Blackstar, itself, is actually a great example of this. He wants to restore his legacy, so he releases one last transgressive avant-garde album. And he dies right afterward. Sure, it's conceptually lofty to write an album about your death while you're dying, and the music is pretty good. But think of your emotions with regard to that album. You can't think about it without thinking of his death, and with that grand conceptual masterstroke (that decision to dedicate the last months of your life to making a work of art), he knew the emotional impact of his final effort would be way stronger than if it were just another collection of well-written songs. And it's a reward that he wouldn't even live to receive. His dedication to effect basically outshone his actual life.
Critically speaking, I think that's what's special about David Bowie. That weird, almost supernaturally keen sense of how certain stylistic choices will be perceived, and of the power of effect. I can't think of a pop musician who was more dedicated to effect than he was.
>>61843434 >So basically he made a good image of himself.
Yes. To the point where the music played into the image, which played into the holistic aesthetic experience of what he made. Which is impressive.
>AND BOWIE IS NOT AVANT GARDE STOP THIS REEEEEEEEEEEEEEEEEEEEEEEEEEEEEEEEEEEE
Settle down. During the 70s he cited a veritable fuckton of actual avant-garde influences, even when he was making accessible fairly accessible artpop. Obviously calling Blackstar "avant-garde" is technically a misnomer, but it's easier than saying "experimental fusion of jazz and rock, funk, electronic, and pop that will be considered inaccessible to the typical radio audience."
I never said that Bowie was an avant-garde musician.
>>61839649 Literally nothing famailia, he's an overrated hack who managed to market himself as a master of the avant-garde but really just produced bland pop music that should have been forgotten long ago. Make no mistake, Bowie was not a good musician but a good marketer, he's not the heir to The Beatles but the heir to the marketing department of Anheuser-Busch. The musical equivalent of a tasteless fizzy lager marked as the 'king of beers' produced in enormous quantities for mass consumption. Literally the epitome of faux-music masquerading as art.
>>61839649 He influenced people across 2 generations. Actually 3. Gen X'ers, Gen Y'ers, and Millennials, his music is deliciously groovy bby, his image was insane, he didn't care what anybody thought, he was just...cool.
>>61841211 Not knowing David Bowie was the artist behind the fucking song "Fame". Not remembering Heroes. Not remembering Space Oddity. Not remembering Fascination, or Man who Sold The World. Not even Let's Dance.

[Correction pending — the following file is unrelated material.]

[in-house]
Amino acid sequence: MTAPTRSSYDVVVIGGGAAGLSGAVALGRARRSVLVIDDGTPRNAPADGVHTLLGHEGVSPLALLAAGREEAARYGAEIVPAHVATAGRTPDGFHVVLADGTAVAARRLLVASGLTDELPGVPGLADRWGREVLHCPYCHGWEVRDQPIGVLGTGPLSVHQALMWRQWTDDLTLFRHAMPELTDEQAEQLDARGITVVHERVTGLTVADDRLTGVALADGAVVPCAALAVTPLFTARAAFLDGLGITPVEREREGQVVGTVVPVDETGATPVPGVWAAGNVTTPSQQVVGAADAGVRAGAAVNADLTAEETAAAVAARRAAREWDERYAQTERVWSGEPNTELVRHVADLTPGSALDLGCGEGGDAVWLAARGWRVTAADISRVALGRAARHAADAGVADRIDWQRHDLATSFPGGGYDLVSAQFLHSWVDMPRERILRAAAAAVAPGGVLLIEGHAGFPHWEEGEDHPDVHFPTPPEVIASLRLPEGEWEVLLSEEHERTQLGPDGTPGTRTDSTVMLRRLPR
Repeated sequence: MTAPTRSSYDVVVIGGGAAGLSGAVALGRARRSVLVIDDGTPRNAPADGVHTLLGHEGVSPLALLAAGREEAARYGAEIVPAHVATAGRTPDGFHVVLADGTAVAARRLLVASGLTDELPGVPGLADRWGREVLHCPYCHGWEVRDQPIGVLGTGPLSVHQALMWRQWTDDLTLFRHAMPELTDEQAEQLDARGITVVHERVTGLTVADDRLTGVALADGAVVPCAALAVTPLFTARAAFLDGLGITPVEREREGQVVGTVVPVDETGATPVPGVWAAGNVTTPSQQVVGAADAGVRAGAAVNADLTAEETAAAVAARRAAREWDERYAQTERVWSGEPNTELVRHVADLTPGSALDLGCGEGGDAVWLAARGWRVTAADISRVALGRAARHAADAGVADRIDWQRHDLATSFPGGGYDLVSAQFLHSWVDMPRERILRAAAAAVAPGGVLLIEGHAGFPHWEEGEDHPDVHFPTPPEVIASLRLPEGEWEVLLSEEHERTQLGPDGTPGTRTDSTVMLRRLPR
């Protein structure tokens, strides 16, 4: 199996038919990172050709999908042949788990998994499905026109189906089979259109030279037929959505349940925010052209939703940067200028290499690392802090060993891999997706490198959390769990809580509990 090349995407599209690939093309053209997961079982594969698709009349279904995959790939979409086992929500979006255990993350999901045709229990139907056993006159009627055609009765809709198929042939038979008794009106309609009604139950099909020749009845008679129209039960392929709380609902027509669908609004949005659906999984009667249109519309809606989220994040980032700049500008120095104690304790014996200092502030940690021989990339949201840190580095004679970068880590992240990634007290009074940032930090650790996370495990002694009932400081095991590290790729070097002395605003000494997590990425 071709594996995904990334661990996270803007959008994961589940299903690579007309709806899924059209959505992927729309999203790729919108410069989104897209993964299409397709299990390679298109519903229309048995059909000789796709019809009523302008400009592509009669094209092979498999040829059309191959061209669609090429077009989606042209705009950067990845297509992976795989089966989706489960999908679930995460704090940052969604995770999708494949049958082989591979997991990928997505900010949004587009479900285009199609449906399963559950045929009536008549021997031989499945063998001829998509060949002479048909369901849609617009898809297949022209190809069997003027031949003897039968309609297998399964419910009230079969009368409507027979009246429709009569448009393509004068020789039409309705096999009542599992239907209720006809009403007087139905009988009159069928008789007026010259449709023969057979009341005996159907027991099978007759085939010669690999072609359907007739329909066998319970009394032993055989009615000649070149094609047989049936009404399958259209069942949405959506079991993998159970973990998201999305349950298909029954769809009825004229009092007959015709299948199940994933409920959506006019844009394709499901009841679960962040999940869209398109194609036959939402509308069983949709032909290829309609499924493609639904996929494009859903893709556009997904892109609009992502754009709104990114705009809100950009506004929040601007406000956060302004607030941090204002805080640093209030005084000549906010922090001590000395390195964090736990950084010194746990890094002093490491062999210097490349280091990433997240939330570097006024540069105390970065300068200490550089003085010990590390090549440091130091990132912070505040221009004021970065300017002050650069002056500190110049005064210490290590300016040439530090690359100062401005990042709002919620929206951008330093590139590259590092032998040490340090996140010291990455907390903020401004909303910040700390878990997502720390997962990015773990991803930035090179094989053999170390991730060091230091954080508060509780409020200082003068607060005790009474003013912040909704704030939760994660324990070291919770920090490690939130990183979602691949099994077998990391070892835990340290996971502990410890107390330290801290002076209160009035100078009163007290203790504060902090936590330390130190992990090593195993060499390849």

>>61847039 >Because as a producer and a writer he's made some fantastic albums. I don't agree. >There's a lot of music I don't like, but that doesn't mean I automatically think it's bad music. You should be more trusting of your own judgement, in that case.
>>61847102 At least we can agree upon that. More so what I was getting at was the fact just because you don't like it, does not automatically qualify it as bad. I understand where you're coming from though.
>>61847102 No. There's a very big difference between something being bad and not liking something, i don't like Pearl Jam because i can't stand Vedder's voice, doesn't mean that his voice or the band are bad.
Anyone feel like Bowie had to have some "REAL RAWK N ROWL" songs on his album to satisfy the label he he was on? I've noticed both diamond dogs and alladin sane start with generic rock and roll sound and then transition into a low key, weird, slow song of completely different genre.
>>61841709 Also Bowie has those god tier albums, but if we count all his good albums he has around 12. I'm not saying he's THE GREATEST MUSICIAN OF ALL TIME, but i don't understand in whose mind an artist with more than 10 good albums is mediocre.
>>61847259 >There's a very big difference between something being bad and not liking something Only if you choose to draw that distinction. There's no objective standard for what makes something "good" or "bad".
>>61839649 He was just cool. Some people have that aura, he was one of them. He was not on a par with Hendrix or The Beatles, but he made some good music. A bit weird and artsy, but not annoying. Would have preferred to hear that Roger Waters or some other super douche had bought it.
>>61839649 The fact he did what he felt like doing but still keeping his fans on check. It's troublesome for artist to risk it and make something their fans will either hate or love. Bowie did this and did it correctly. You can also say he is one of the founder of various genres across music now days and inspired tons of artists whether they were pop artists, rock artists, or whatever genre. Dude was an icon and even if he is considered a hack or just a copy cat by many then fucking hell if he wasn't a god damn good hack/copy cat.